Swing Along
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Swing Along : The Musical Life of Will Marion Cook

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Renowned today as a prominent African-American in Music Theater and the Arts community, composer, conductor, and violinist Will Marion Cook was a key figure in the development of American music from the 1890s to the 1920s. In this insightful biography, Marva Griffin Carter offers the first definitive look at this pivotal life's story, drawing on both Cook's unfinished autobiography and his wife Abbie's memoir. A violin virtuoso, Cook studied at Oberlin College (his parents' alma mater), Berlin's Hochschule fur Musik with Joseph Joachim, and New York's national Conservatory of Music with Antonin Dvorak. Cook wrote music for a now-lost production of Uncle Tom's Cabin for the Chicago World's Fair of 1893, and then devoted the majority of his career to black musical comedies due to limited opportunities available to him as a black composer. He was instrumental in showcasing his Southern Syncopated Orchestra in the prominent concert halls of the Unites States and Europe, even featuring New Orleans clarinetist Sidney Bechet, who later introduced European audiences to authentic blues. Once mentored by Frederick Douglas, Will Marion Cook went on to mentor Duke Ellington, paving the path for orchestral concert jazz. Through interpretive and musical analyses, Carter traces Cook's successful evolution from minstrelsy to musical theater. Written with his collaborator, the distinguished poet Paul Lawrence Dunbar, Cook's musicals infused American Musical Theater with African-American music, consequently altering the direction of American popular music. Cook's In Dahomey, hailed by Gerald Bordman as "one of the most important events in American Musical Theater history," was the first full-length Broadway musical to be written and performed by blacks. Alongside his accomplishments, Carter reveals Cook's contentious side- a man known for his aggressiveness, pride, and constant quarrels, who became his own worst enemy in regards to his career. Carter further sets Cook's life against the backdrop of the changing cultural and social milieu: the black theatrical tradition, white audiences' reaction to black performers, and the growing consciousness and sophistication of blacks in the arts, especially music."show more

Product details

  • Hardback | 208 pages
  • 160 x 236 x 20mm | 439.98g
  • Oxford University Press Inc
  • New York, United States
  • English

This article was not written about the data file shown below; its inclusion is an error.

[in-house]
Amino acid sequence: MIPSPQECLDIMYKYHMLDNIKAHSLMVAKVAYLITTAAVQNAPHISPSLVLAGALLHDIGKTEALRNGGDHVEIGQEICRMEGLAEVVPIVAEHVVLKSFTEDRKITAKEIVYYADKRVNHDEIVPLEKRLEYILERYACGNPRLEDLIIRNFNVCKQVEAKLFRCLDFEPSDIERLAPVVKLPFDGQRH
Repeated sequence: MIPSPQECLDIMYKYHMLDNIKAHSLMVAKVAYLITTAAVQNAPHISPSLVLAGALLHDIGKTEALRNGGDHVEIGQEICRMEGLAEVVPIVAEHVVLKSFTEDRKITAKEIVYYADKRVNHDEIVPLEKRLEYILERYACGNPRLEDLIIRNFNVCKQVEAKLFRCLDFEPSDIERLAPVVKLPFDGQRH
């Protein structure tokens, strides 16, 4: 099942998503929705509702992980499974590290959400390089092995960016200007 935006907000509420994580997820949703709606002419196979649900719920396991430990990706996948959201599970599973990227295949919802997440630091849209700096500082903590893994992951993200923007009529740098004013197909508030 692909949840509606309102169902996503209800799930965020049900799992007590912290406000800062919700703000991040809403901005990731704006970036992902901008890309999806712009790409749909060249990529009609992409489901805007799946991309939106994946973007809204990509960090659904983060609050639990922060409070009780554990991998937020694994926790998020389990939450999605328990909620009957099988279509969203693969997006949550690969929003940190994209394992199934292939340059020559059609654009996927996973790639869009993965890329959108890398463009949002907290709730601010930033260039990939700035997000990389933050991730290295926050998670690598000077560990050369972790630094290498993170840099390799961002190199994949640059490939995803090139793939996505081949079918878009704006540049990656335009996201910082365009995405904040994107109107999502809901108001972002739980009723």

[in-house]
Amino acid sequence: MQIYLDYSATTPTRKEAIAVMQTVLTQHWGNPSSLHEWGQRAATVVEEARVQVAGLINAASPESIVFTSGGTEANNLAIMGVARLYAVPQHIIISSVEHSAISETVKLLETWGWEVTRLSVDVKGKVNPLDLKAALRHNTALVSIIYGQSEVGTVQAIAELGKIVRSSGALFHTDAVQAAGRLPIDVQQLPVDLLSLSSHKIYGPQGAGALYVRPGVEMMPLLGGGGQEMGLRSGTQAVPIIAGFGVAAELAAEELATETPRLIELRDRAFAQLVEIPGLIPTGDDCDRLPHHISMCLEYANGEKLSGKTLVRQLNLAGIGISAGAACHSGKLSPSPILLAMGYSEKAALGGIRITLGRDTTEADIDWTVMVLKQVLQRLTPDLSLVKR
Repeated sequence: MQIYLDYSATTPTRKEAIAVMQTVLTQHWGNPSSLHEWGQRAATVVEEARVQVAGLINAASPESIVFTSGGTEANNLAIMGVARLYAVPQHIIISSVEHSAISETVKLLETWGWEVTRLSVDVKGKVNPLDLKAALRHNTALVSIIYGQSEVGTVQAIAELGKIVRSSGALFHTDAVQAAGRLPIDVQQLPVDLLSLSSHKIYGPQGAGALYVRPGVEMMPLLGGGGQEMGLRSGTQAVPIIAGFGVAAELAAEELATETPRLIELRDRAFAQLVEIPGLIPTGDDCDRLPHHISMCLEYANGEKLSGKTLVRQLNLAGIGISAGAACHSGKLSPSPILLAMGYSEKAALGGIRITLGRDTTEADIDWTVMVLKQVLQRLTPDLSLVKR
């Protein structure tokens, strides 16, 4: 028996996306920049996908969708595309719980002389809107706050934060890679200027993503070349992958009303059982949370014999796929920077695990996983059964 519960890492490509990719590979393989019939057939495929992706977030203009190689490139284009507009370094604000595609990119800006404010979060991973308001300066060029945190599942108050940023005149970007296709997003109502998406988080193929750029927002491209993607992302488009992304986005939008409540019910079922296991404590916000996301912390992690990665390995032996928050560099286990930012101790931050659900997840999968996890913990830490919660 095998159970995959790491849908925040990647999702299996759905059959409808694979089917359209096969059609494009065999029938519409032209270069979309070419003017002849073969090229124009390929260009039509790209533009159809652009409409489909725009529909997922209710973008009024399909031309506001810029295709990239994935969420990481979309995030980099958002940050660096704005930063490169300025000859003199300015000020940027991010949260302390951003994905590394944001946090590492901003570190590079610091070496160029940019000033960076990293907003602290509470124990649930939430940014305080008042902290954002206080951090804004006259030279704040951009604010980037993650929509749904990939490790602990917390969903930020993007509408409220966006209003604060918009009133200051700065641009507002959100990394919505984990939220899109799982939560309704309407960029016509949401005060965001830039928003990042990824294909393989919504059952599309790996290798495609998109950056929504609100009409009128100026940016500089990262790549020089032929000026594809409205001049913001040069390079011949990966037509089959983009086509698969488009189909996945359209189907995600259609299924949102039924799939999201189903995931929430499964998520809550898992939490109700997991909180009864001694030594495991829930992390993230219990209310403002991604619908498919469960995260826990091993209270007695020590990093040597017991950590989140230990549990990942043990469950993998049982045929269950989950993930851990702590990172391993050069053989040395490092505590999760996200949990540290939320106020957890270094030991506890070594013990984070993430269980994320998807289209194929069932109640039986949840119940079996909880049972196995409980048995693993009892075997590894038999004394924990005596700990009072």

• New.
  • 7 halftones, 20 line illustrations
  • 0195108914
  • 9780195108910
  • 2,003,017

Review quote

Will Marion Cook's contribution to American music was profound; his role in creating the black musicals of the early twentieth century, his insistence that oral music traditions be honored and reinterpreted, and his seminal role in the creation of jazz have been too little recognized. Marva Carter, with help from Cook's son Mercer, presents us with a carefully documented account of this complicated but indispensable genius. * Jean E. Snyder, Assistant Professor of Music, Edinboro University of Pennsylvania * This well-written and insight-filled book contains cover-to-cover revelations of aspects of the life and musical times of this aspiring violinist-turned-conductor and composer. The author gives significant attention to Cook's roles in 'removing the minstrel mask,' his relationships with many of the musicians of his time, including Harry T. Burleigh, Antonin Dvorak, Eubie, Will Tyers, James Reese Europe, Duke Ellington, Eva Jesse, and a host of others, and the basis for his personal and professional eccentricities and the controversies that were always a part of his life. This book will be must reading for teachers and professors of music, and certainly worthwhile reading for the public at-large, especially those how want to know more about the sources of the musical heritage of the United States of America. * Samuel Floyd, author of The Power of Black Music (Oxford 1995), Founder and former Director, Center for Black Music Research * Our knowledge of African American music will remain incomplete so long as the life's work of Will Marion Cook is neglected. Marva Carter's biography-a book years in the making-significantly enhances our perspective on and understanding of Cook's extraordinary personality and unique accomplishments. * Thomas L. Riis, Joseph Negler Professor of Music and Director of the American Music Research Center, University of Colorado * [a] concise and thorough work ... well written and well produced. * Roger Boyes, Blue Light: The Newsletter of the Duke Ellington Society *show more

About Marva Carter

Marva Griffin Carter is an Associate Professor of Music History and Literature in the School of Music at Georgia State Universityshow more

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